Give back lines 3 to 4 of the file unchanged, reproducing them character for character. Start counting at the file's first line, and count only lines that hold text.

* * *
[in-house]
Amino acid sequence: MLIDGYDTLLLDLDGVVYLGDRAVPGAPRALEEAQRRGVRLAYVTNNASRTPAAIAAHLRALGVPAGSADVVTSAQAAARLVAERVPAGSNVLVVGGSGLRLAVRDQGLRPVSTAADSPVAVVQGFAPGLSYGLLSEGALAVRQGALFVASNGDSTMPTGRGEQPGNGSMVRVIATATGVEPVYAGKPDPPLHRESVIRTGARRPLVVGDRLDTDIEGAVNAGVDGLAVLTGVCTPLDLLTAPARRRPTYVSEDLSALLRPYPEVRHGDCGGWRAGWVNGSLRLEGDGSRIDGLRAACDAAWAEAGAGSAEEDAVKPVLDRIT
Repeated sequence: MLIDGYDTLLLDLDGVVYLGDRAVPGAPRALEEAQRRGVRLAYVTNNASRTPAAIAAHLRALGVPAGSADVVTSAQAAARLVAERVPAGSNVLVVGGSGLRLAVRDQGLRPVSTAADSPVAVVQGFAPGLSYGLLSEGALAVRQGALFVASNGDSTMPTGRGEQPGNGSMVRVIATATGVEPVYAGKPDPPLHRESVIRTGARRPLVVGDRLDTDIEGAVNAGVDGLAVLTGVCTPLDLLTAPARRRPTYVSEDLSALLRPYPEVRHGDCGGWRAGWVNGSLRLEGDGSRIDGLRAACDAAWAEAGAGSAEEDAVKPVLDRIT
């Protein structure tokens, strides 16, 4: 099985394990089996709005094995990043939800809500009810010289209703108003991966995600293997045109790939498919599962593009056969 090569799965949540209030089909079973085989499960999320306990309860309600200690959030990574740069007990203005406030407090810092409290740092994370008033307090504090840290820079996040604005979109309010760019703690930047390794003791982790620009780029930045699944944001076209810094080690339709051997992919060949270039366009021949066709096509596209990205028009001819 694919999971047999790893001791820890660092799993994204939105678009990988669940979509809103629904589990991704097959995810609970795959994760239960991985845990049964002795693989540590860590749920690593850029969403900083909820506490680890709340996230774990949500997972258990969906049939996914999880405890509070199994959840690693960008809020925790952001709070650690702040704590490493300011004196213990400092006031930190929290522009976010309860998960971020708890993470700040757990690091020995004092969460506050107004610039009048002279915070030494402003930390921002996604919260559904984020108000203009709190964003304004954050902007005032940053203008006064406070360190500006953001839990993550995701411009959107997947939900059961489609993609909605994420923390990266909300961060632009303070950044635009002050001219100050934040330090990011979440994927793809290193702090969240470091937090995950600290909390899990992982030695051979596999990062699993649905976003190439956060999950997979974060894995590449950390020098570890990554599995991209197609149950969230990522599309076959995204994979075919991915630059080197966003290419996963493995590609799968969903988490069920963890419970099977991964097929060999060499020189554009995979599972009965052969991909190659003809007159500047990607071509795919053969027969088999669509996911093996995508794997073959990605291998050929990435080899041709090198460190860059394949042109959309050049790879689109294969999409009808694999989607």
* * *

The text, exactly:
Repeated sequence: MLIDGYDTLLLDLDGVVYLGDRAVPGAPRALEEAQRRGVRLAYVTNNASRTPAAIAAHLRALGVPAGSADVVTSAQAAARLVAERVPAGSNVLVVGGSGLRLAVRDQGLRPVSTAADSPVAVVQGFAPGLSYGLLSEGALAVRQGALFVASNGDSTMPTGRGEQPGNGSMVRVIATATGVEPVYAGKPDPPLHRESVIRTGARRPLVVGDRLDTDIEGAVNAGVDGLAVLTGVCTPLDLLTAPARRRPTYVSEDLSALLRPYPEVRHGDCGGWRAGWVNGSLRLEGDGSRIDGLRAACDAAWAEAGAGSAEEDAVKPVLDRIT
């Protein structure tokens, strides 16, 4: 099985394990089996709005094995990043939800809500009810010289209703108003991966995600293997045109790939498919599962593009056969 090569799965949540209030089909079973085989499960999320306990309860309600200690959030990574740069007990203005406030407090810092409290740092994370008033307090504090840290820079996040604005979109309010760019703690930047390794003791982790620009780029930045699944944001076209810094080690339709051997992919060949270039366009021949066709096509596209990205028009001819 694919999971047999790893001791820890660092799993994204939105678009990988669940979509809103629904589990991704097959995810609970795959994760239960991985845990049964002795693989540590860590749920690593850029969403900083909820506490680890709340996230774990949500997972258990969906049939996914999880405890509070199994959840690693960008809020925790952001709070650690702040704590490493300011004196213990400092006031930190929290522009976010309860998960971020708890993470700040757990690091020995004092969460506050107004610039009048002279915070030494402003930390921002996604919260559904984020108000203009709190964003304004954050902007005032940053203008006064406070360190500006953001839990993550995701411009959107997947939900059961489609993609909605994420923390990266909300961060632009303070950044635009002050001219100050934040330090990011979440994927793809290193702090969240470091937090995950600290909390899990992982030695051979596999990062699993649905976003190439956060999950997979974060894995590449950390020098570890990554599995991209197609149950969230990522599309076959995204994979075919991915630059080197966003290419996963493995590609799968969903988490069920963890419970099977991964097929060999060499020189554009995979599972009965052969991909190659003809007159500047990607071509795919053969027969088999669509996911093996995508794997073959990605291998050929990435080899041709090198460190860059394949042109959309050049790879689109294969999409009808694999989607």